Breizh Poellrezh SF - Douarañ Santel
Breizh Poellrezh SF - Douarañ Santel

THE FOLLOWING ARE MANDATORY WHEN DRIVING IN SWITZERLAND AND MUST BE CARRIED IN THE VEHICLE AT ALL TIMES:

* VEHICLE REGISTRATION DOCUMENT
* LETTER OF AUTHORITY TO DRIVE, IF YOU ARE NOT THE OWNER OF THE VEHICLE
* CURRENT M.O.T. CERTIFICATE
* CURRENT CERTIFICATE OF INSURANCE (MULTI-LINGUAL ON REVERSE)
* PHOTOCARD DRIVING LICENCE OR INTERNATIONAL DRIVING PERMIT, IF YOUR DRIVING LICENCE DOES NOT HAVE A PHOTOGRAPH, A PASSPORT IS NEEDED TO VALIDATE THE DRIVING LICENCE.
* SPARE BULB KIT
* WARNING TRIANGLE
* FIRST AID KIT
* INTERNATIONAL ACCIDENT DECLARATION FORM

Autobahn tolls:
In Switzerland you pay an annual motorway tax, even if you're only using the motorways for an hour or two. A vehicle sticker, or vignette, (2017 cost is 38.50€ for vehicles up to 3.5 tonnes maximum total weight) must be displayed on the windscreen by all vehicles. Of course, if you don't need to use a motorway you don't need to pay, although it's difficult to cross the country without doing so. If you don't display a vignette you'll be liable to a fine of up to CHF 200 plus the cost of the vignette.
We know this from experience.You can buy the stickers in the UK from the Switzerland Travel Centre. Call them on 0207 420 4934 for information or buy online at http://www.switzerlandtravelcentre.co.uk/vignette.html?gclid=CMrxrsXk_5gCFQ00QwodbhPimA. You can also buy them in Switzerland from customs offices at the frontier or service stations, garages and post offices.

Children in cars:
Children under 7 cannot travel in the front unless they use a proper child restraint. Children between 7 and 12 must use seat belts or child restraints, which are appropriate to their size and age.

Mobile Telephones:
The use of telephones is prohibited without a suitable hands-free system being fitted in the vehicle; Bluetooth systems DO NOT comply. Even the use of hands-free systems is NOT advised. The fine for any infringement is 100 Swiss Francs.

Lights:
Dipped headlights are COMPULSORY at all times, no exceptions. Fog lights should only be used in times of fog and snow. Fines for non-compliance are 60 Swiss Francs.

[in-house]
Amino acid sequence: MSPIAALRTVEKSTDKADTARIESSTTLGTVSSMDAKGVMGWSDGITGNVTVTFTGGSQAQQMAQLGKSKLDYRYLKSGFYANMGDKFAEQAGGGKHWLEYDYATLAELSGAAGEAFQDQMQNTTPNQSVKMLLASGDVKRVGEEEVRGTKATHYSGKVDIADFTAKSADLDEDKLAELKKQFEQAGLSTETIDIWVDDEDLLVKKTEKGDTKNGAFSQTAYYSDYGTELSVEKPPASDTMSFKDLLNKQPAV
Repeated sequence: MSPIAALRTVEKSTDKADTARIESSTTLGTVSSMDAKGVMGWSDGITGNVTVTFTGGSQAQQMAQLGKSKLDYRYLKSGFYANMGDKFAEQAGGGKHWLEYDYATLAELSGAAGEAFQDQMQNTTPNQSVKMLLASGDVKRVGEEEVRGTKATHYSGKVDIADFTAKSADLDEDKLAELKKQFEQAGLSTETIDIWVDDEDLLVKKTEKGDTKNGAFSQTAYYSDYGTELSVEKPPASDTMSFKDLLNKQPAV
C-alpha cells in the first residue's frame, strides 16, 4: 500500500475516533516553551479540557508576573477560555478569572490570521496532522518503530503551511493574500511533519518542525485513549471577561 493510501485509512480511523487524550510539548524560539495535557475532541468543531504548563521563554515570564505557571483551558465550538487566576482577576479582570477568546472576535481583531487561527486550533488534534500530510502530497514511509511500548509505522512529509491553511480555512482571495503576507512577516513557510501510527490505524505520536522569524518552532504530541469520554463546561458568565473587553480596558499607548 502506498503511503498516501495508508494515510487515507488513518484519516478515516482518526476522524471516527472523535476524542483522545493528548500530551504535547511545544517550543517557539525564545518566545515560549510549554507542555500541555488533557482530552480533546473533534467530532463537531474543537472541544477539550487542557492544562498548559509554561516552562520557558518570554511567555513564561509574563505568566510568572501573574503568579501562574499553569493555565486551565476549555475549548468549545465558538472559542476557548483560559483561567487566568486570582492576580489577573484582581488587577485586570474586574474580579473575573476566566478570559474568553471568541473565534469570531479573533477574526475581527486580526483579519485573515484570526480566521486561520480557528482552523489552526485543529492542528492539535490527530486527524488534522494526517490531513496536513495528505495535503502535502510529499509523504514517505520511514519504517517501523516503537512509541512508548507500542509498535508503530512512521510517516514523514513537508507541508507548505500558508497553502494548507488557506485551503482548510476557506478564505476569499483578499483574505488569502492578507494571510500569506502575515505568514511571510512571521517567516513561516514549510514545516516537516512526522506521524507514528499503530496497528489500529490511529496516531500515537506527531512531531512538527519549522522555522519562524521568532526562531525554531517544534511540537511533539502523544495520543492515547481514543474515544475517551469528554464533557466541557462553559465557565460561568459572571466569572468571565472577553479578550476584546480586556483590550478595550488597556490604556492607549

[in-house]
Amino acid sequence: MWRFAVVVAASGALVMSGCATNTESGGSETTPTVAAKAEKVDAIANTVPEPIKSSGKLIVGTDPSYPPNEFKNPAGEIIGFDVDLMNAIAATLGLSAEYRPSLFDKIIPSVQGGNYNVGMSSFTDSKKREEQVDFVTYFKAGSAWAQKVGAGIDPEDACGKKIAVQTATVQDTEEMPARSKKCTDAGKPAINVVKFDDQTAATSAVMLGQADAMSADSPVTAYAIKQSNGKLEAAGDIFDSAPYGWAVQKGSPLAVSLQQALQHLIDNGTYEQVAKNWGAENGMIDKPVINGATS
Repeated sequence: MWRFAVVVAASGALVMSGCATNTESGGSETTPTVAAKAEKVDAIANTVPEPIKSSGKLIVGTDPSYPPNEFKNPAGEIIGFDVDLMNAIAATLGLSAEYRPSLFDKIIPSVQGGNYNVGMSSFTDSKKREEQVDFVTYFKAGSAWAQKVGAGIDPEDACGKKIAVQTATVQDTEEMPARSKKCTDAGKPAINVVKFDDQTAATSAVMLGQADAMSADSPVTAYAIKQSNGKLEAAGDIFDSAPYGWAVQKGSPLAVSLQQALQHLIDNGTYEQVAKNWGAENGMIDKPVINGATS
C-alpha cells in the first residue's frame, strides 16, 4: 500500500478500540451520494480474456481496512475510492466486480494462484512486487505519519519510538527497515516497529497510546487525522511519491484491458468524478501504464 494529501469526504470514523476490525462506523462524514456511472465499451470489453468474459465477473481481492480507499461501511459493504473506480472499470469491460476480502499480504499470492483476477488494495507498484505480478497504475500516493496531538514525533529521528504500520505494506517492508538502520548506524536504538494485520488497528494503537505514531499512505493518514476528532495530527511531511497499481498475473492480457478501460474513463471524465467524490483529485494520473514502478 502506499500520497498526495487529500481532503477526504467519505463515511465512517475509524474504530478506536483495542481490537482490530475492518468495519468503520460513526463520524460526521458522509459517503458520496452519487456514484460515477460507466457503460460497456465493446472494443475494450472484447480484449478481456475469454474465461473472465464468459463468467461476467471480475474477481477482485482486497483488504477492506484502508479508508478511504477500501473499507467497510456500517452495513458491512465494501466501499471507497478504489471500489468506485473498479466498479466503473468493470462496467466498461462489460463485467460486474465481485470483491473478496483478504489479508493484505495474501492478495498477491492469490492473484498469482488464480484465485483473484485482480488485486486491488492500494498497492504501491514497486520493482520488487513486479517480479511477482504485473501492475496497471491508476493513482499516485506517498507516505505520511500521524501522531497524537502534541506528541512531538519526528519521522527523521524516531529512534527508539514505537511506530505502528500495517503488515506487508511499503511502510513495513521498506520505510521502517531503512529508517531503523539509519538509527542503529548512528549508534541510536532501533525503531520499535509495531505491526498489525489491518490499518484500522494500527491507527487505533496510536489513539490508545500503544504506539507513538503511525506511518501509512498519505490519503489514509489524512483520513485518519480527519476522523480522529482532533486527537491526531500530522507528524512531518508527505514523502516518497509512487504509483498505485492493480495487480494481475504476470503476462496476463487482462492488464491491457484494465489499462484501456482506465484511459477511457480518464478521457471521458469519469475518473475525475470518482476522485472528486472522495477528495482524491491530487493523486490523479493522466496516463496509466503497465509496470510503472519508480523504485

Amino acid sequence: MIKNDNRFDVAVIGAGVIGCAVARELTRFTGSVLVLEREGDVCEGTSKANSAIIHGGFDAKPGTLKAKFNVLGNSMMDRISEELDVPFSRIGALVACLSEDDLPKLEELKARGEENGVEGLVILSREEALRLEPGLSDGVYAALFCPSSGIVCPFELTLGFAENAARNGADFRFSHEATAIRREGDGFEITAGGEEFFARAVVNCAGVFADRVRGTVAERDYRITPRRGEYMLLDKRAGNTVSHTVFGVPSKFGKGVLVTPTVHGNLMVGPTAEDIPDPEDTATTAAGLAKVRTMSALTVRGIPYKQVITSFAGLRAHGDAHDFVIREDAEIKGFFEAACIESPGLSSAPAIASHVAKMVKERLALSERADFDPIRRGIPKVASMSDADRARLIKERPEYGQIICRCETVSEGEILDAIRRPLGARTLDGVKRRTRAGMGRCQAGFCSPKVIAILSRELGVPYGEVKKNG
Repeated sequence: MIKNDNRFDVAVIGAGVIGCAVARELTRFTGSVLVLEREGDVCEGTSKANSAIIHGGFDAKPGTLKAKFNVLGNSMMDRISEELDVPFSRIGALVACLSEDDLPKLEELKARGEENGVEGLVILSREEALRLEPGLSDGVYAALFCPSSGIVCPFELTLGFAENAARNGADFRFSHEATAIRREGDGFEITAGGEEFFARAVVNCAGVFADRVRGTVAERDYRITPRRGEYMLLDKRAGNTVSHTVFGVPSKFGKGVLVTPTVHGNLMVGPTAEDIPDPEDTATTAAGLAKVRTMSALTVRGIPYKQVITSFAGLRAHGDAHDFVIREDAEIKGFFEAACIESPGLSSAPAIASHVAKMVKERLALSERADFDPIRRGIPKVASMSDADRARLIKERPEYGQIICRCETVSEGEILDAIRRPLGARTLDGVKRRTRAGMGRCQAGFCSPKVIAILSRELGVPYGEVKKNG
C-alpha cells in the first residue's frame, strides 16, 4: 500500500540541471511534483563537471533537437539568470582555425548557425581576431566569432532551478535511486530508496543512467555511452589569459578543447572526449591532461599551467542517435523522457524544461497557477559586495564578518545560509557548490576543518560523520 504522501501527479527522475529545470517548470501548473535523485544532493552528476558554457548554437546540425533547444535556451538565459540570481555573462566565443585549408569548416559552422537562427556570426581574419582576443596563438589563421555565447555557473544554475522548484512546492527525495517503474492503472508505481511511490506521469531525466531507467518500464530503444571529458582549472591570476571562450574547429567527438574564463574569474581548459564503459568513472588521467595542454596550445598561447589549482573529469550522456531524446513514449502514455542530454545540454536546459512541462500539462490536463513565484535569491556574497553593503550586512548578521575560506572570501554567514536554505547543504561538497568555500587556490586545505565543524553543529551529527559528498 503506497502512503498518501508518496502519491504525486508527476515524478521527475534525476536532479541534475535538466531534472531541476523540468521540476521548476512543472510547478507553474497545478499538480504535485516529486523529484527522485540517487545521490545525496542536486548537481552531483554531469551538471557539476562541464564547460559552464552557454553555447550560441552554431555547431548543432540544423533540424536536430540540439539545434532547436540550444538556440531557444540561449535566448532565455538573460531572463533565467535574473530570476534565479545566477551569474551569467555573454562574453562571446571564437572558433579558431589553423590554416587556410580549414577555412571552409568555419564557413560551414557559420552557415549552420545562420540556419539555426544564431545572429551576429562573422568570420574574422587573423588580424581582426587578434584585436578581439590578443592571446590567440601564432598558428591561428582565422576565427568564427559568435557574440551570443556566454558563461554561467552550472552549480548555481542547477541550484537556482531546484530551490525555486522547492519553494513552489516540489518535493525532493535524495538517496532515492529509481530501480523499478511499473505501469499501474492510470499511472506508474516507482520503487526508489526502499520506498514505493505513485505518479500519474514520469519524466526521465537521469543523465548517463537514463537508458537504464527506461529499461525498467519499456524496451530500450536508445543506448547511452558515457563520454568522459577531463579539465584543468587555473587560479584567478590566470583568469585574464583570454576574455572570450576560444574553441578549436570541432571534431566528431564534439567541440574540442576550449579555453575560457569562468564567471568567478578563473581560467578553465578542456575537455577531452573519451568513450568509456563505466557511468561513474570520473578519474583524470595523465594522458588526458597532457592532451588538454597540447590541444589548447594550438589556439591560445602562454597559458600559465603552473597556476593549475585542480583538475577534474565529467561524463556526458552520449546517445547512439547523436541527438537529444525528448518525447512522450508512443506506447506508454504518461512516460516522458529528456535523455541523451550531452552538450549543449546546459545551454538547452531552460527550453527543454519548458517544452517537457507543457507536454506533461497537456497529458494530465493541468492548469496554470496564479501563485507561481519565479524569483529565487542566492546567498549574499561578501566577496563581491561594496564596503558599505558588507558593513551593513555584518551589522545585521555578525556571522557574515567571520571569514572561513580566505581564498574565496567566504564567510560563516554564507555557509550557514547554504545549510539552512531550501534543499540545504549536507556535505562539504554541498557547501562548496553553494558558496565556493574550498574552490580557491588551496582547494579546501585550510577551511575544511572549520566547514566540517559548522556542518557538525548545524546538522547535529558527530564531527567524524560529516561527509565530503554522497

Drinking and Driving:
Don't do it. The law is very strict, random testing is carried out, anything over 0.08 per cent and you could face anything up to imprisonment. If you hold a driving license and are travelling in a car with a drunk driver, you are equally responsible under Swiss law.

Seat belts:
Compulsory for front and rear seat occupants, if fitted.

Visibility Vests:
These are now compulsory. if you need to walk on a motorway. You don't have to carry one, but if you breakdown on the motorway you will be breaking the law if you walk to an emergency phone without one. A suitable high visibility vest is supplied by Advanced Safety Products and conforms to BS EN471: 1994 Class 2.

Fines:
Please note that on the spot fines are payable for infringing some traffic regulations. Ensure the officer collecting the fine issues an official receipt. Remember - Speeding and other traffic offences are subject to on-the-spot fines. The size of fines varies depending on the offence:


Built -up areas

1-5 km/h CHF  40

6-10 km/h CHF 120

11-15 km/h CHF 250

S16-20 km/h Summons

21-25 km/h Summons

Over 25 km/h Summons

 

Outside built-up areas (expressways incl.)

1-5 km/h CHF  40

6-10 km/h CHF 100

11-15 km/h CHF 160

S16-20 km/h CHF 240

21-25 km/h Summons

Over 25 km/h Summons


Motorway

1-5 km/h CHF  20

6-10 km/h CHF 60

11-15 km/h CHF 120

16-20 km/h CHF 180

21-25 km/h CHF 260

Over 25 km/h Summons

 

Speed limits:
As shown below, are implemented rigorously. Radar traps are frequent.

Motorways = 120km/h
Dual Carriageways = 80km/h
Open Road = 80kph
Towns = 50 km/h.

Special Notes:
Spectacle wearers are required to carry a spare pair.
Since 1st Jan 2002 Dipped headlights are compulsory day and night.
Snow chains/tyres may be required in winter.
Seasonal restrictions apply on certain mountain roads and passes.
On narrow mountain roads vehicles travelling uphill assume the right of way.
In some areas the engine must be switched off if waiting for any length of time (traffic lights, rail crossings).

Quirk:
Single-lane motorways are everywhere and slightly off-putting at first (especially as they're signed in green, not blue), but you get used to them.

Final thought:
Don't plan to drive through without any Swiss currency (you'll need it to get into the toilets at service stations)

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